60 Photos of Sally Field Like You've Never Seen Her Before

By Sarah Norman | August 28, 2023

Sally Field Played a Supporting Role to Robin Williams in "Mrs. Doubtfire"

Sally Field might be small, but she is mighty. Equal parts cute – as demonstrated from her performances in Gidget and The Flying Nun – and feisty like her Norma Rae character and strong like the characters she played in Steel Magnolias and Places in the Heart. Let’s take a look through the life and career of this effervescent icon of the American cinema to see why we like her… we really like her.

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(20th Century Fox)

In 1993, Field scored one of the biggest hits of her career alongside the great Robin Williams in Mrs. Doubtfire. In the film, Field played Williams’ ex-wife and mother of his children. Desperate to spend time with his own children following his divorce, Williams' character dresses in drag and is hired as the children’s nanny by Field’s unsuspecting character. 

The entire affair sounds super creepy, but through pure charisma alone the film is one of the most charming and memorable movies of the decade. Mrs. Doubtfire was the second highest-grossing movie of 1993. While speaking with News Corp, Field discussed working with Williams while he was at the height of his career in the '90s;

He had endless energy. And he’d want to do take after take after take because every take he would want to do something different... What drove him absolutely crazy is that he could never make me laugh. He would never break me up.

Sally Field At Cannes Film Festival In Cannes, France On May 17, 1979

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(getty images)

In 1979, Sally Field made her way to the sunny shores of the Cannes Film Festival for the premiere of her film Norma Rae. While the film may not have taken home the coveted Palme d'Or, Sally was the real star of the show. She walked away with the prize for Best Actress at the festival, sending shockwaves through the industry and solidifying her place as one of Hollywood's leading ladies.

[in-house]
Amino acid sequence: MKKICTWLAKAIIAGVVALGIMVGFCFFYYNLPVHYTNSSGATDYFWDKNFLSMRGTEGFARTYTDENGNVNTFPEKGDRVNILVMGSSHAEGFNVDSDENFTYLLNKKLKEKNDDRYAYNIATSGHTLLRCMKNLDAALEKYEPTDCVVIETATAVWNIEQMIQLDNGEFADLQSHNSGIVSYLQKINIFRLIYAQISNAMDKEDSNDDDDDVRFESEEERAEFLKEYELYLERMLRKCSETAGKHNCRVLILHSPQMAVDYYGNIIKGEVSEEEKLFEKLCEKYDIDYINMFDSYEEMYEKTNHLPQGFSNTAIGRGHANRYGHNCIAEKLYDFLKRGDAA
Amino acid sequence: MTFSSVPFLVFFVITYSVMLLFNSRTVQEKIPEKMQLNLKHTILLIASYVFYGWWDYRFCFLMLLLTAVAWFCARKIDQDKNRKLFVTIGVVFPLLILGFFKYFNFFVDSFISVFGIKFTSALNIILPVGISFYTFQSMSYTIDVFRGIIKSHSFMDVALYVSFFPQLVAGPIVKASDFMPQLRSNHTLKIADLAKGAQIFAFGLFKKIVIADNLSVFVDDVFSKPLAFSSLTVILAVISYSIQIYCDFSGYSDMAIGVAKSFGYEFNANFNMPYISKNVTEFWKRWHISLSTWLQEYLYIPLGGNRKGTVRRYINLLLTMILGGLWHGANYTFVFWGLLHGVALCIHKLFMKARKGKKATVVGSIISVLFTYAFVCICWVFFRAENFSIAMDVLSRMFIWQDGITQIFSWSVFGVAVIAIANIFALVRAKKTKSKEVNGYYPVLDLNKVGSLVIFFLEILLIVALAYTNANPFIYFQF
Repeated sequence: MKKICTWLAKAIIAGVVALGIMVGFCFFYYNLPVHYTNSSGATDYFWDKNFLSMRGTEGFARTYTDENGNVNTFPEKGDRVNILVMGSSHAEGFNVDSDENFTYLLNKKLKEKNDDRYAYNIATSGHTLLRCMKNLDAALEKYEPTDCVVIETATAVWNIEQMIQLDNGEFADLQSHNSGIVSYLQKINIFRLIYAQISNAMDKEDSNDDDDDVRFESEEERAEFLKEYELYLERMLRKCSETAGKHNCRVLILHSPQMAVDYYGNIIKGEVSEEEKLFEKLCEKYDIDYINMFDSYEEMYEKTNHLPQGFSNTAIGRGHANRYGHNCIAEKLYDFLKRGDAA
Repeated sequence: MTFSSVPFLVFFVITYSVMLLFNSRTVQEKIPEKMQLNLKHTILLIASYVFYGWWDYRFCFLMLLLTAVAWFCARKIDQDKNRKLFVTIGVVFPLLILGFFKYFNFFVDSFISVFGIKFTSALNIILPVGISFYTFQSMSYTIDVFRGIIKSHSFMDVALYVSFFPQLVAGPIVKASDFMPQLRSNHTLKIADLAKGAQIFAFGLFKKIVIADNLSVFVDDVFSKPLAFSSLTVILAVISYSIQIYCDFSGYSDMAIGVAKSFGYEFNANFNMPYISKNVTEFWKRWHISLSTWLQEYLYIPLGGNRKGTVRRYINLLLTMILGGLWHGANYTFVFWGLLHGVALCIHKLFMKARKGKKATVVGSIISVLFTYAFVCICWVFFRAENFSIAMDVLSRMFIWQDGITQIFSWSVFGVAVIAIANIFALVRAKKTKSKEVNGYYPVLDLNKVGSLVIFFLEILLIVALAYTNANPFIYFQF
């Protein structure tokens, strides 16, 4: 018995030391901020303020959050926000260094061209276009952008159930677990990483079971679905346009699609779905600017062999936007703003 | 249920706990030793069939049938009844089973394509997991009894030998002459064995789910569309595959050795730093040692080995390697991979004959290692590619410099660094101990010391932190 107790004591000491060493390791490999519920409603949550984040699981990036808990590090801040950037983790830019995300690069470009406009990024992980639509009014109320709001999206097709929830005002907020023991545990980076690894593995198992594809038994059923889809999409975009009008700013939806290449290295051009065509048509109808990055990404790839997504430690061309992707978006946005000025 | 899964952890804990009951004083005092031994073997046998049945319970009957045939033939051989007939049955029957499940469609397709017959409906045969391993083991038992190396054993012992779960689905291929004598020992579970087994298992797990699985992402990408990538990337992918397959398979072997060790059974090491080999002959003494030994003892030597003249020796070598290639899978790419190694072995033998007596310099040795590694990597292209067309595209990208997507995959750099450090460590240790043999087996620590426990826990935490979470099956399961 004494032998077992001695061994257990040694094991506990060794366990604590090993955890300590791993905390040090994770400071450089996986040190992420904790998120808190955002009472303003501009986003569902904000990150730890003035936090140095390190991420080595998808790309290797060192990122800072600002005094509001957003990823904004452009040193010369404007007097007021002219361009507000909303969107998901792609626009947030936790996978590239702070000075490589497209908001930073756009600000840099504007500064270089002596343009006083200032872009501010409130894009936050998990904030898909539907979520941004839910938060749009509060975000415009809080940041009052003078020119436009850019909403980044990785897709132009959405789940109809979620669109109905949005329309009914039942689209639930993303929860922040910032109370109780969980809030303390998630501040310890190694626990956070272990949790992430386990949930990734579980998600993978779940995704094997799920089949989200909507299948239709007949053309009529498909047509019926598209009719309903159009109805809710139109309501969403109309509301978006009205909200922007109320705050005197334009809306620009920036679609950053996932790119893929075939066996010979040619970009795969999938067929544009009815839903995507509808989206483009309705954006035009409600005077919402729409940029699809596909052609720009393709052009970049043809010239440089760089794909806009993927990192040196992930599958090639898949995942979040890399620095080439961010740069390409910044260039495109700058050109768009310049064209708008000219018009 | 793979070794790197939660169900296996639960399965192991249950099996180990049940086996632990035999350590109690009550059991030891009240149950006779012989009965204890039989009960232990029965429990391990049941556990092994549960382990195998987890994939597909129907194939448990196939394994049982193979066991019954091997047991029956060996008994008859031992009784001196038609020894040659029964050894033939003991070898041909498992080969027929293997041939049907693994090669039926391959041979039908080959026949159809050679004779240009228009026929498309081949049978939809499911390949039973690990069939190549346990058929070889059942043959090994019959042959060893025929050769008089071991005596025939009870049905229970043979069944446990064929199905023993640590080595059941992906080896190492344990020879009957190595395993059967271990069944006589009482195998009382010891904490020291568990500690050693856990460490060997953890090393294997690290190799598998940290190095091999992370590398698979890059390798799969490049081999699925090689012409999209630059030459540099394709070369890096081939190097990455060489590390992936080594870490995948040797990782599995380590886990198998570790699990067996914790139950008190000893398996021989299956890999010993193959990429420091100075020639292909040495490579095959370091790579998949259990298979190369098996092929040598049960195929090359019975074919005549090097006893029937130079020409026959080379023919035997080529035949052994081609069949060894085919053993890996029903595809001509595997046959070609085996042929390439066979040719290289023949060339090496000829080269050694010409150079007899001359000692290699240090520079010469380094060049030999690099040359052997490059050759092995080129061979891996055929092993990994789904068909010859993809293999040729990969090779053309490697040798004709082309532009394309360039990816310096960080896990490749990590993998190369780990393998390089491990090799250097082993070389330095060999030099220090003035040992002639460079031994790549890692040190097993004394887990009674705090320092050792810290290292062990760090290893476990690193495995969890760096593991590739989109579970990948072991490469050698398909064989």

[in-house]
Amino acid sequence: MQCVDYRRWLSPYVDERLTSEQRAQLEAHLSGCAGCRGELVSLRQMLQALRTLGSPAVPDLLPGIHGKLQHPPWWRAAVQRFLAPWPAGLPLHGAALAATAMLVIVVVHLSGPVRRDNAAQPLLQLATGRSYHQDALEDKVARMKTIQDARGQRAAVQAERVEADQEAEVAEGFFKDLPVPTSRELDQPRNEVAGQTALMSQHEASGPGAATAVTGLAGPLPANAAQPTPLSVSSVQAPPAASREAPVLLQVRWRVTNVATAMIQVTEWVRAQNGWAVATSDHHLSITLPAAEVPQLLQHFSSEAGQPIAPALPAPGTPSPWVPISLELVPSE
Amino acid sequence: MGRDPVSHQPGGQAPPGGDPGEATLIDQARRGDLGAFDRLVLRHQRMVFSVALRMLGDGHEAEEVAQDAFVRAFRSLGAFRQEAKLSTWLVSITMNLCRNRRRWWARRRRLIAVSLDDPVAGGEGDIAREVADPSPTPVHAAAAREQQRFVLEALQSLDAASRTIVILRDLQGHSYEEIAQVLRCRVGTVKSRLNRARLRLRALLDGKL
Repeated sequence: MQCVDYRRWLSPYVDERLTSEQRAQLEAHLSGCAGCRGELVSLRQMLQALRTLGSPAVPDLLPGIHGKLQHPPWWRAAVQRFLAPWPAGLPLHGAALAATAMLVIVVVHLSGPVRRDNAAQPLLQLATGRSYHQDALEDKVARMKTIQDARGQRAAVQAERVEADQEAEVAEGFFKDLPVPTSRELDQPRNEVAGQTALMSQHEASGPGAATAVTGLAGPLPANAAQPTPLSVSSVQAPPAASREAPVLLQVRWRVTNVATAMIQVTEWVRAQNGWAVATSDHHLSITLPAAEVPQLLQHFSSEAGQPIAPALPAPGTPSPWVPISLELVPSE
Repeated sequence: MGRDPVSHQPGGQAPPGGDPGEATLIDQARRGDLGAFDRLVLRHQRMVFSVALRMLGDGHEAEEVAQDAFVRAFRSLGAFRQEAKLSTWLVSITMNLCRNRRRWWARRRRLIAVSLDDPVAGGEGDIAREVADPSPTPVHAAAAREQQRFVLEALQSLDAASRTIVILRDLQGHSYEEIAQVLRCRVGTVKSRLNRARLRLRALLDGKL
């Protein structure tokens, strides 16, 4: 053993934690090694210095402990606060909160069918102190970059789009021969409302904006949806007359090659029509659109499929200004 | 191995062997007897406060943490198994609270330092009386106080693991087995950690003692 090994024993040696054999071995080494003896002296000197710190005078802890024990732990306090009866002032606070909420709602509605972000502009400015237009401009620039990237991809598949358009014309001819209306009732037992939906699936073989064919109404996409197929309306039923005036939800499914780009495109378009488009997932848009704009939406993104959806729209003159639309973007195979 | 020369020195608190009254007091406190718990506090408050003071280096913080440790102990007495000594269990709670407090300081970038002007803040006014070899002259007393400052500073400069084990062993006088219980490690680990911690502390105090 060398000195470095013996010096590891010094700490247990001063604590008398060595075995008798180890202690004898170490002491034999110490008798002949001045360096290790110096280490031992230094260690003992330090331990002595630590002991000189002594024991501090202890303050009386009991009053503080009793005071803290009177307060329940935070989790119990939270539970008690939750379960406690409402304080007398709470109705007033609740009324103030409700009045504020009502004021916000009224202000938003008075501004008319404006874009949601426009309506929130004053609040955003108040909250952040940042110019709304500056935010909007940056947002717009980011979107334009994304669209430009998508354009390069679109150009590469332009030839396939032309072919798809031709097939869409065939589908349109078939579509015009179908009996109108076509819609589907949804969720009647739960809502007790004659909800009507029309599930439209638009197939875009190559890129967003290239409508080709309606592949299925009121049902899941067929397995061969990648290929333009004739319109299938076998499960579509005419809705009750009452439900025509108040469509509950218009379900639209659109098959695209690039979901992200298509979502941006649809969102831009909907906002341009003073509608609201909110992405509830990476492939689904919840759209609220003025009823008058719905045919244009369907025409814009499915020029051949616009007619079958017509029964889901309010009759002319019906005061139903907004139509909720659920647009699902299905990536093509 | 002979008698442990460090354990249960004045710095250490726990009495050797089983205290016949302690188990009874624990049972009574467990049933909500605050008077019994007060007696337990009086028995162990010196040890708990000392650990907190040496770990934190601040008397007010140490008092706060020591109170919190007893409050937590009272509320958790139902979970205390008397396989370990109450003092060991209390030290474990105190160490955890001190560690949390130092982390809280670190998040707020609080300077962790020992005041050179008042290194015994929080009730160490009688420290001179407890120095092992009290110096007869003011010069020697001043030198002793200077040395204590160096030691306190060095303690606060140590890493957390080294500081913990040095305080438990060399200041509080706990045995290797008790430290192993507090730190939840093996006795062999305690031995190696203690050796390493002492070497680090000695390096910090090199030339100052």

This was only the beginning of her award run for the film, as she later went on to win the Academy Award for her standout performance as the titular character. It was a triumphant moment for Sally, who had already proven her versatility as an actress but now was receiving recognition for her powerful dramatic work. While speaking about the film's response at the festival she said:

Cannes was an enormous experience for me, a high point in my life. When the film was over, the lights came on, big searchlights were on Marty Ritt and myself, we stood up, they began to applaud and cheer in a way that Americans don't do. They clap and they hoot, but this was the legendary 'bravo' that just got louder and louder. It went on for about 10 or 15 minutes and I am not exaggerating, so I started to cry, because when I was a child I used to lay in bed and dream about becoming Miss America or being elected President of the United States, and I would stand in front of a mirror literally pretending I was having a standing ovation. I had my act all rehearsed of how I was going to respond, but when it really happened to me the first time in my life, I started to cry and I was shaking all over, and the harder I cried, the louder they clapped, so it was a very emotional moment.